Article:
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In the months before and after the 2020 U.S. presidential election, millions of Americans clicked their way through an online flood of disinformation, including the widely distributed falsehood that rampant voter fraud had allowed Joe Biden to steal what was rightfully Donald Trump’s victory. On January 6, 2021, the real-world consequences of this deception and delusion became clear, as thousands of pro-Trump rioters launched a violent assault on the U.S. Capitol, intent on stopping the certification of Biden’s victory.
The siege reflected two important trends that will continue to shape American politics in the coming years. The first is the mainstreaming of right-wing extremism. The majority of the rioters were hitherto ordinary Americans who had only recently embraced radical ideas. Their pathways to political violence did not involve a clearly defined ideology or an affiliation with particular groups but instead were shaped by a propaganda campaign that engulfed the full spectrum of right-wing politics: from Republican elected officials, prominent conservative commentators, and conservative-leaning major news outlets to newly minted social media influencers, minor radical organizations, and a burgeoning group of far-right niche media ventures.
Even before Trump’s rise, these forces had been gaining strength for years owing in part to the so-called war on terror. As I wrote last year in Foreign Affairs, the post-9/11 era was fertile ground for the far right, when law enforcement and intelligence services focused almost exclusively on the jihadist threat, and the fear of Muslim terrorists played into the hands of xenophobes, white supremacists, and Christian nationalists. Trump took advantage of those developments in his 2016 campaign, and by the time he took office, ideas that had long been relegated to the fringes of American society were rapidly becoming central to the country’s political ecosystem.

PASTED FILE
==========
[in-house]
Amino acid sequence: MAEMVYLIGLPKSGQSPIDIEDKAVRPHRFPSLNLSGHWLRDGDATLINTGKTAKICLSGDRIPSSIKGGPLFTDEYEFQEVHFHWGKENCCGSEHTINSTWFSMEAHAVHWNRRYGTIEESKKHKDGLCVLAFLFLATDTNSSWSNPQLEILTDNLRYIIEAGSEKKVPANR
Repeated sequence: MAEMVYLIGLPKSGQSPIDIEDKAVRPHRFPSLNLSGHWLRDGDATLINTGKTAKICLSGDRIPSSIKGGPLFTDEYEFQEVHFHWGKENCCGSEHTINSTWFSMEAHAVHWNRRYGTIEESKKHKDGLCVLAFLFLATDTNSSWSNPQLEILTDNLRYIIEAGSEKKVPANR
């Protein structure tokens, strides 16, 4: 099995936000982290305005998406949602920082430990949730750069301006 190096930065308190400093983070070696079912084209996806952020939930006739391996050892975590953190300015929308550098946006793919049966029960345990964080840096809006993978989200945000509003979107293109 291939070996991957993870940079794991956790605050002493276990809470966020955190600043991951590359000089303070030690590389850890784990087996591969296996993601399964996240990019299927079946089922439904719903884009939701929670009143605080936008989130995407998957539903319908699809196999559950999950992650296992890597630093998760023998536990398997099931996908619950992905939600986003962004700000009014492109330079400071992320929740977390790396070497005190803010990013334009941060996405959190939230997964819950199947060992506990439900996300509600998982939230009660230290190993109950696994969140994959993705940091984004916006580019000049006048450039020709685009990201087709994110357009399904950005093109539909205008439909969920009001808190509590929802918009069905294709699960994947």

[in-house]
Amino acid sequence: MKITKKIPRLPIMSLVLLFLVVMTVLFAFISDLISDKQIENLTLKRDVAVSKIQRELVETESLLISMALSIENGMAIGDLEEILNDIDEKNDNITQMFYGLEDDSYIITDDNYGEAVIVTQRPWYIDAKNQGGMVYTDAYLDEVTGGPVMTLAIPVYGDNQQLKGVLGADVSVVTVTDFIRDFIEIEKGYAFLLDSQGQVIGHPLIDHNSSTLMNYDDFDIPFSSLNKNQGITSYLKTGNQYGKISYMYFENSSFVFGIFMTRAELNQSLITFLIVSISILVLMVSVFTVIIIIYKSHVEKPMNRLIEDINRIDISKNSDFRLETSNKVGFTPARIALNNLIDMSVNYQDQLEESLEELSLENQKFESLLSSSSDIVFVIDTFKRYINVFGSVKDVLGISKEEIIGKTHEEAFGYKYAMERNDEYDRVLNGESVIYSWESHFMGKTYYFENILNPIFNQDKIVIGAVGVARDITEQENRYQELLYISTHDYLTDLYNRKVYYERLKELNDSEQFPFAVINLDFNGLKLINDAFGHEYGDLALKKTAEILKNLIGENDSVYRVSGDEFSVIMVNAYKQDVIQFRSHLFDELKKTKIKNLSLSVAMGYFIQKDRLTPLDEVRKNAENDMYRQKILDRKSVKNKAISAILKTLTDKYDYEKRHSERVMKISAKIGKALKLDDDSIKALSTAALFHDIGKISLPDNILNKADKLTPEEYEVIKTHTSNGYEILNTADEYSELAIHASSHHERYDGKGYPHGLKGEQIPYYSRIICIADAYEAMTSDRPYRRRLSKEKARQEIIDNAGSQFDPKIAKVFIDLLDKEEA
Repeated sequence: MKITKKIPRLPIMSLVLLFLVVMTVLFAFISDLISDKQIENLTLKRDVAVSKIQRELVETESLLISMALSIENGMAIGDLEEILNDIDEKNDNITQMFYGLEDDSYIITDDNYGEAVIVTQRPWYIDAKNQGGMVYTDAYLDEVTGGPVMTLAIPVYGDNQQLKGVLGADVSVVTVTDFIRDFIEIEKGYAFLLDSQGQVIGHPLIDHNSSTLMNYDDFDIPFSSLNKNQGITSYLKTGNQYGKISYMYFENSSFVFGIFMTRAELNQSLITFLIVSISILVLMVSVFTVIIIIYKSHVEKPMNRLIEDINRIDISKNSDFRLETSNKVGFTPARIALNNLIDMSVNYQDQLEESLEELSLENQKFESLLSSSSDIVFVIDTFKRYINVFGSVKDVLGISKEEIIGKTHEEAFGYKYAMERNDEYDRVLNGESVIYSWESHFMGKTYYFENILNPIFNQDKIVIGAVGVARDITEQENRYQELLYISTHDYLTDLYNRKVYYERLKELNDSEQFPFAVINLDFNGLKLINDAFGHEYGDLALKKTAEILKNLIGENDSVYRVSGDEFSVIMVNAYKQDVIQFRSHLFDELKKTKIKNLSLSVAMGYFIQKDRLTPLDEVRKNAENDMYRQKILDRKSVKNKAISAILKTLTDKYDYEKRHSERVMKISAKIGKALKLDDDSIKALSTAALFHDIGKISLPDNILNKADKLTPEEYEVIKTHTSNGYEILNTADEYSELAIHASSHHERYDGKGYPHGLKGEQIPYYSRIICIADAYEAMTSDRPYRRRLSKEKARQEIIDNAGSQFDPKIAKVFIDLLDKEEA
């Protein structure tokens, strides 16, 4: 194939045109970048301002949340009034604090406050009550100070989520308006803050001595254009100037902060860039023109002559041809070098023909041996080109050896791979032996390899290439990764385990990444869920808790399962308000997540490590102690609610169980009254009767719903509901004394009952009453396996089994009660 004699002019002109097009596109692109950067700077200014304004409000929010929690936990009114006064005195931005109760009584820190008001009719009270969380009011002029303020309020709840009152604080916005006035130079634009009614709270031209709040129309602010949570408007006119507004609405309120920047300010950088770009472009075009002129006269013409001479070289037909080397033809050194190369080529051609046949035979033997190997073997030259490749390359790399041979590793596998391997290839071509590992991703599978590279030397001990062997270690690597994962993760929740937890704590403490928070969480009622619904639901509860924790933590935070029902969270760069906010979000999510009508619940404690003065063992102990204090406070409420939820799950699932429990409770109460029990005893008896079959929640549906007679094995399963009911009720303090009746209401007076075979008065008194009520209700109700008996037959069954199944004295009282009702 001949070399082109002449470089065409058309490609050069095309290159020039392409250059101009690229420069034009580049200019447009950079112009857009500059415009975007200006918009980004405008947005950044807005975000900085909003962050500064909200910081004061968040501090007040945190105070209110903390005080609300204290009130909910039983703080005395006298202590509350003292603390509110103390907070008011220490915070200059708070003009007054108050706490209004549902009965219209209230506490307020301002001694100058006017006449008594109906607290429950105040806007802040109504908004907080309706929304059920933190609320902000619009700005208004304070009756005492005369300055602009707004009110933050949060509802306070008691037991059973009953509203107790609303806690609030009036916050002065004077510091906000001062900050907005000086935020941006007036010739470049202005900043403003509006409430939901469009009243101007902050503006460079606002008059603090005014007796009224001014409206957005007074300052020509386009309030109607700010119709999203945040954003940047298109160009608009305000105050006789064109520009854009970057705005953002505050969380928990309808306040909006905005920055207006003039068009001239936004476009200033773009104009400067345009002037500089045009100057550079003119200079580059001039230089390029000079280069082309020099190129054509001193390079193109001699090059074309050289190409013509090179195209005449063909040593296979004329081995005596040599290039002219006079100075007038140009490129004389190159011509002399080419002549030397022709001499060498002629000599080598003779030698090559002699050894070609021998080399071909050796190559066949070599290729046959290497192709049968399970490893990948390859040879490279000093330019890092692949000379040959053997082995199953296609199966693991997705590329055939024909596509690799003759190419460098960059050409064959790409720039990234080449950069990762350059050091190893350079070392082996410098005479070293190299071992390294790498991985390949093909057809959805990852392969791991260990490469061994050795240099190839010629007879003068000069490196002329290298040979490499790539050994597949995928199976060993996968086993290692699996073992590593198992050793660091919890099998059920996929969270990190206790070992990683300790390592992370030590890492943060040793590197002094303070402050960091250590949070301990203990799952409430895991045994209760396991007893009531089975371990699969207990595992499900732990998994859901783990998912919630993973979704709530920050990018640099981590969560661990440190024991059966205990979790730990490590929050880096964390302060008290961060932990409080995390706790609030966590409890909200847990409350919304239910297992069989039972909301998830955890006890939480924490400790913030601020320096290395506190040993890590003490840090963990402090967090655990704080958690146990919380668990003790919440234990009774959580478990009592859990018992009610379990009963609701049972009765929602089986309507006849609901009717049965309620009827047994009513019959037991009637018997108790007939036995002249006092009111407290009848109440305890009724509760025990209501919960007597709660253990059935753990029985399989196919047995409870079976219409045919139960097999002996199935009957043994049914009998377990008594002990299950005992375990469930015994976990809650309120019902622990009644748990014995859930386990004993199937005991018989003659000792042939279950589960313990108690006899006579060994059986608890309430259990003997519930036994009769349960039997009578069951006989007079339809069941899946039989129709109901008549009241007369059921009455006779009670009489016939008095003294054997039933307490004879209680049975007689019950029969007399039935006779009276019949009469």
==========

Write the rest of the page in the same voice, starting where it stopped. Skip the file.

The mainstreaming of extremism has itself led to the second trend: a scrambling and recombination of extremist groups and ideas. Thanks not only to disinformation about the 2020 election but also to the polarization fed by the pandemic and the Black Lives Matter protests, those January 6 rioters who did belong to recognizable far right groups had become accustomed to having strange bedfellows—not just conspiracy theorists enamored of the pro-Trump QAnon movement but also “wellness” advocates opposed to vaccines, libertarians opposed to mask mandates, gun-rights proponents protesting perceived threats to the Second Amendment, and “accelerationists” seeking the violent collapse of political, economic, and social systems.
The post-9/11 era was fertile ground for the far right.
These changes have rendered violent extremist movements less coherent and more unpredictable than ever before. In the United States, such groups have generally been defined by relatively clear ideological leanings that aligned with specific intelligence and law enforcement strategies, training needs, and fields of expertise. But tactics such as monitoring, surveillance, and infiltration are harder to apply in an environment that is more spontaneous, fragmented, and characterized by rapid evolution and surprising coalitions. Simply put, the tools that authorities use to combat extremists become less useful when the line between the fringe and the center starts to blur.
The federal government urgently needs to adapt to this new reality. Extremism has gone mainstream; so must the interventions needed to address it.
Violent movements change in both strategic and organic ways as they make inroads into the mainstream. On the one hand, transformation results from top-down efforts to repackage ideologies to broaden the appeal of ideas the mainstream might otherwise reject. But it’s also caused by the bottom-up fragmentation and reassembling of extreme ideas that happens as people radicalize in a vast and ever-expanding online ecosystem, a process that often involves no contact with particular organizations.